Research shows, time and again, a clear link between employee engagement and increased business performance (including increased customer satisfaction). Employee engagement can unlock productivity and transform the workplace for its people.
Traditionally, the annual employee engagement survey has been the staple go-to tool for understanding how happy employees are in their job. But it’s no longer enough.
Is the traditional employee engagement survey dead?
Rewind several years and Donna Hamilton was working in HR in large, FTSE organizations, which undertook annual, anonymous employee feedback surveys. The survey asked a lot of questions, it took a month to get feedback, and then another month or two to share the results around the organization.
From time to time, the survey would throw up some surprising feedback or identify a problem. Oftentimes, the business would swerve the issue – the question is badly worded, the survey results are out of date, we were restructuring / going through pay awards / there was an unpopular manager, but they’re gone now – sound familiar?
But sometimes a business would be genuinely concerned and would want to understand more about the feedback they had been given. The problem? They might know that 25% of employees provided negative feedback but they didn’t know who said it or why they said what they did. The solution… focus groups.
At an individual level, providing a place of psychological safety where people raise really important things, has allowed them to get help that can be life-changing.
Gaynor Morris, Executive Director of Organizational Development, Pobl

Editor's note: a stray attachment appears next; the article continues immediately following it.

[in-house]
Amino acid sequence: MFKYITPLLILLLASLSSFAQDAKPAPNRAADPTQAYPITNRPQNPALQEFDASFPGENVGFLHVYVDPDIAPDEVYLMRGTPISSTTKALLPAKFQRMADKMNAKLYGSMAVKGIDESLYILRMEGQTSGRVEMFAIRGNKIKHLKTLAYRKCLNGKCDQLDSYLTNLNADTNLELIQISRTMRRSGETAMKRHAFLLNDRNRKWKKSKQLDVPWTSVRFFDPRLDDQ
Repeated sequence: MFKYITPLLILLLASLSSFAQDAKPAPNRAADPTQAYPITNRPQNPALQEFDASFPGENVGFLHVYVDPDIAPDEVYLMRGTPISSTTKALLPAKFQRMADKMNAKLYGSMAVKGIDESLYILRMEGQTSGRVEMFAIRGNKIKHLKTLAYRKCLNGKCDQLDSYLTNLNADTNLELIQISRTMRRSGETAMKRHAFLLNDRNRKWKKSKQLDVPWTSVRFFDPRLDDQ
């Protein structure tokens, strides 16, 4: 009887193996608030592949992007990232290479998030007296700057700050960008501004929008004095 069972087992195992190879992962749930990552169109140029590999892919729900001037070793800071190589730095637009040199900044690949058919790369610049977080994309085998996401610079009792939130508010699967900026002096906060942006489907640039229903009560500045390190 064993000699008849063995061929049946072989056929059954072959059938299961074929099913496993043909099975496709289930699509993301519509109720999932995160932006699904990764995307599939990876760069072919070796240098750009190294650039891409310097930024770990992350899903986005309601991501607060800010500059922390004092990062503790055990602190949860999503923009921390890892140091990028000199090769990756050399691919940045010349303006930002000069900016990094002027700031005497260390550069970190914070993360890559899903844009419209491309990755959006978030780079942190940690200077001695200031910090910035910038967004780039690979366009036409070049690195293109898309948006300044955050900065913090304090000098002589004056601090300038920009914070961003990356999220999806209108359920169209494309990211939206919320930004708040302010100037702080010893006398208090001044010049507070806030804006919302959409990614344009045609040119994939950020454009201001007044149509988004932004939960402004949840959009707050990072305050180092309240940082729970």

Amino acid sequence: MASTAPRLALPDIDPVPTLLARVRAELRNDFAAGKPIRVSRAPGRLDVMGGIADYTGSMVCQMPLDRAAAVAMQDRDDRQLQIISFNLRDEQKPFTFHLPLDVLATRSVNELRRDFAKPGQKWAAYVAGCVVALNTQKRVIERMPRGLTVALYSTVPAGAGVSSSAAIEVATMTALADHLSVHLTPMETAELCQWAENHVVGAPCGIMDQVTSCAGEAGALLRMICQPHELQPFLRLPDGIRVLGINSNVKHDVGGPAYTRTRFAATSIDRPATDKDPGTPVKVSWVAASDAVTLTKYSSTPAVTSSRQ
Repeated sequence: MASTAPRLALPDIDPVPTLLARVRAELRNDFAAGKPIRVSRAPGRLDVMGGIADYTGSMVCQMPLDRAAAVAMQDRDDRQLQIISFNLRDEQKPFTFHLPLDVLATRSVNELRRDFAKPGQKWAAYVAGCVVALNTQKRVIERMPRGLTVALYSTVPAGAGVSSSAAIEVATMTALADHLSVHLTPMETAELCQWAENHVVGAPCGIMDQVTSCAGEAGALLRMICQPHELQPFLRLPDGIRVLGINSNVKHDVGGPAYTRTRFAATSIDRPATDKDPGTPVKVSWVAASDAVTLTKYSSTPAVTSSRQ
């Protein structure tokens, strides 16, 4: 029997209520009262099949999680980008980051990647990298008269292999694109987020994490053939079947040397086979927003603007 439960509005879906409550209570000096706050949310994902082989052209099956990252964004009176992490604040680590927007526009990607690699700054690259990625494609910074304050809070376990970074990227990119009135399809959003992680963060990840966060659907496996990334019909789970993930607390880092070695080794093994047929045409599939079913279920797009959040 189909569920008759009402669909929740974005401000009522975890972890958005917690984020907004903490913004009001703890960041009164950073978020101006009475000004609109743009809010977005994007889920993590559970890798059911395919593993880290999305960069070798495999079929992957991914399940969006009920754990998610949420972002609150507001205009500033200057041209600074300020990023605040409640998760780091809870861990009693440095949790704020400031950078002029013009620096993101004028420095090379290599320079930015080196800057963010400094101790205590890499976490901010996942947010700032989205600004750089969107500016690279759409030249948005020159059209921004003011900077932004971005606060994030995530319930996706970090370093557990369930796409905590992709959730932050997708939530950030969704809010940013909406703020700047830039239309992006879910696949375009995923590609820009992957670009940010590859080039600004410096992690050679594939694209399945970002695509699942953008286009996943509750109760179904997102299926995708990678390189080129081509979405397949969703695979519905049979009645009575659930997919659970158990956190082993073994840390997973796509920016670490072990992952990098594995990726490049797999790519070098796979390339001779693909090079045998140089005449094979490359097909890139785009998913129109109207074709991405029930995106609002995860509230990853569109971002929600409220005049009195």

Now focus groups work well in some circumstances, but in Donna’s experience, they didn’t work for getting to the bottom of how employees really feel about work. How do you know that you have the right people in the room? Are they representative of how employees really feel? Will the loudest voices dominate? Can they even remember how they answered the survey and why? And crucially, will they feel safe to speak up?
There is a place for anonymity in the workplace; there is an innate power imbalance in the employee/ employer relationship. Even employees who work in the most
open and positive cultures still feel the need to provide feedback anonymously.
So what’s the problem?
- The employee engagement survey may tell you what your people are thinking, but not why, so it’s difficult to take action.
- Traditional surveys are way too slow, given the need for follow-up meetings and focus groups (which are more often than not, not inclusive) to actually be able to fully understand survey responses with actionable outcomes.
- The lag time from the initial survey to actionable insights can cause frustration with employees and a feeling of not being listened to. This can lead to a lack of trust in leadership and a reduction in future participation rates.
- Often, there is so much information, it’s hard to know where to start. Equally, surveys are often managed centrally and it takes time to cascade results throughout the organization.
- Focus groups and follow-up meetings will help, but they are labor-intensive, expensive, difficult to document, and not inclusive since they only involve a cross-section of employees. And, of course, employees may feel uncomfortable about expressing how they really feel in a face-to-face setting and fear potential repercussions.
- Finally, we keep talking about “action” off the back of the survey findings, but what do these actions look like, and how do you take action? Are managers engaged enough and do they have the right knowledge, skills, and support to take action and enact meaningful change?